The state budget.
A deadline set by the legislature, typically in December. Lawmakers are required to submit the vague ideas of bills they may author and introduce. Bill requests do not contain lawmaking language. There is no limit to the amount of bills that may be reused. Recently, around 3,000 bills have been requested year to year.
Any legislator may request explorations into policy topics called interim studies, though not all requests are granted. These studies take place during the time between the two regular sessions. Studies are intended to gather research on the requested topic during public legislative committee meetings. The research is gathered from speakers, or experts, selected by the legislator(s) who requested the interim study (on rare occasions, the committee chair may tap a speaker). Interim studies rarely generate formal reports or recommendations, but their work can guide future legislation. [Metriarch, OK Policy]
The time period when legislators meet to pass bills.
The annual, constitutionally required session between February and May. Regular sessions cover all policy topics. Because a Legislature (as in the cohort of legislators) lasts 2 year, each Legislature’s tenure is broken into 2 sessions: First Regular Session and Second Regular Session. There is not much difference between the rules of First and Second regular sessions except carryover.
A session that takes place outside of a regular session, often during the period between regular sessions. The Legislature or the Governor may call a special session. Special sessions are called to address one topic (such as tax rates or education funding), although it can be amended. On rare occasion, a special session may overlap with a regular session or separate special sessions such as in 2022. Bills during special sessions are identified with an X in their bill number that corresponds with the special session number (ex: second special session bill number’s would have two X like so HB1001XX or SB10XX).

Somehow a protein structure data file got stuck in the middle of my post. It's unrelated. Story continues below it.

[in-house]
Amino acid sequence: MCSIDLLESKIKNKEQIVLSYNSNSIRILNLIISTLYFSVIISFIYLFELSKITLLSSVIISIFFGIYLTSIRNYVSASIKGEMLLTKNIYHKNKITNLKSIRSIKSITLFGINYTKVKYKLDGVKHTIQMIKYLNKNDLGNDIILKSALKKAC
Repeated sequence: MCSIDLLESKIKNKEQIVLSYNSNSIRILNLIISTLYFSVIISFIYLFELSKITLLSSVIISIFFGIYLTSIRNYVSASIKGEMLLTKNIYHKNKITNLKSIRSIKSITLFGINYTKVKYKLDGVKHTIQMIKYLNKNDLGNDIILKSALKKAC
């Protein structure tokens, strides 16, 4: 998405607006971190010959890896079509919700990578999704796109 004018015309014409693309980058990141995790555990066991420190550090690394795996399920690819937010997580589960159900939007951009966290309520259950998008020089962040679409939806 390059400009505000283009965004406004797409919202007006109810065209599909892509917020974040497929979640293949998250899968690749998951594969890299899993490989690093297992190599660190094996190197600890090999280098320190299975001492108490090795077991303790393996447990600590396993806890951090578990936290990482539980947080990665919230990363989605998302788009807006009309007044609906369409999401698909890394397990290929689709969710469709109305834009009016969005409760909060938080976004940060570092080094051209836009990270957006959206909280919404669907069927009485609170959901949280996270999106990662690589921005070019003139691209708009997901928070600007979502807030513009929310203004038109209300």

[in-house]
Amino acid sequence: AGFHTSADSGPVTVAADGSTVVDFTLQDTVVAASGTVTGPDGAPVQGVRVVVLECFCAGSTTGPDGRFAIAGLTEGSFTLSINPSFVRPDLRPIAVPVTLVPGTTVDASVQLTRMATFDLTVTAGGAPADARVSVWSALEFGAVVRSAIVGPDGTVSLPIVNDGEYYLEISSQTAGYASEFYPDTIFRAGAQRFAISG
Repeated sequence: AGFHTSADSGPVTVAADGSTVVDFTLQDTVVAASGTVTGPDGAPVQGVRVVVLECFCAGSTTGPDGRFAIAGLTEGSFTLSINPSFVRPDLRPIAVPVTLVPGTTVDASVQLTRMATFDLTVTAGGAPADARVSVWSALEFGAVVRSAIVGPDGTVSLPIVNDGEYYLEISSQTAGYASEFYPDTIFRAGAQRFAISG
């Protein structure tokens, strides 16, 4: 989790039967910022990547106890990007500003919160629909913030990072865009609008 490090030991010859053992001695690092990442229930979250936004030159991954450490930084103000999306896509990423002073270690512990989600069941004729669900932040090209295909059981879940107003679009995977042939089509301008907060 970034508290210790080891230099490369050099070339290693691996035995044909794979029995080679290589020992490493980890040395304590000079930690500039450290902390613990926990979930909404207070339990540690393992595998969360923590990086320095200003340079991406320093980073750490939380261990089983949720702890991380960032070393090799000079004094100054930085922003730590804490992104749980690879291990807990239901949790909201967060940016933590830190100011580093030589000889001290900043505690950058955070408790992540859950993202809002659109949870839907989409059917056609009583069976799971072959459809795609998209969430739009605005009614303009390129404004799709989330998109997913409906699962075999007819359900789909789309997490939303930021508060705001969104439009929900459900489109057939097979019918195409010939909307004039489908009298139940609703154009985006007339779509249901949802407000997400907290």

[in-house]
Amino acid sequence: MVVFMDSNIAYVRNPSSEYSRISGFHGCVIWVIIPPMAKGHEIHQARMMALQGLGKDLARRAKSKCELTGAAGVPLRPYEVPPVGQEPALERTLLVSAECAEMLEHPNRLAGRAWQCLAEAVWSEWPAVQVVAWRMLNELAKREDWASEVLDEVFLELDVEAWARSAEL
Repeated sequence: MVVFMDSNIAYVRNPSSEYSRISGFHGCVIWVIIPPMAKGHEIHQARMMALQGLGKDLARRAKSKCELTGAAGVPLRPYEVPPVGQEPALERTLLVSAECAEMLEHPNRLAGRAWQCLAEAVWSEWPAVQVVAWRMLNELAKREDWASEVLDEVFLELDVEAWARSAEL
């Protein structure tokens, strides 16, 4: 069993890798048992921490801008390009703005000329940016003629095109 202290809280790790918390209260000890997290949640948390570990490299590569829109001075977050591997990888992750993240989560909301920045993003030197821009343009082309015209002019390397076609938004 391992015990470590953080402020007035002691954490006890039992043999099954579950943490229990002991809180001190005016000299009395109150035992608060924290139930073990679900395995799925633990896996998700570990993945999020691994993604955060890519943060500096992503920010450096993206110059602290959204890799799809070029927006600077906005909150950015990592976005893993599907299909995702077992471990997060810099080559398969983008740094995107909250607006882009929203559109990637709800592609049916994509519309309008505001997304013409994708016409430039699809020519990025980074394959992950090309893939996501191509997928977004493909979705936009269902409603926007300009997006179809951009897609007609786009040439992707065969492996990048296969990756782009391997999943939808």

Legislation can only be related to one item, or “subject”. A bill to rename a highway would likely be rejected if it also addressed water quality. Committees are charged with determining whether or not a bill meets this rule, however questions about a bill’s single subject often reaches the Oklahoma Supreme Court.
Proposed laws that are decided on by the voters, not the Legislature and Governor. State questions may propose/seek new laws, amend current laws, veto/overturn laws recently signed by the governor, or amend the state constitution. State questions may be placed on the ballot by citizens through signature collection or through a legislative Joint Resolution.
Removing constitutionally required language from a bill, rendering it unable to pass. Striking allows a chamber one last look and chance to edit a bill before moving towards the Governor. Striking the Title or Enacting Clause also allows legislators to vote for a bill they may have problems with knowing they will see an edited version before the bill is finalized.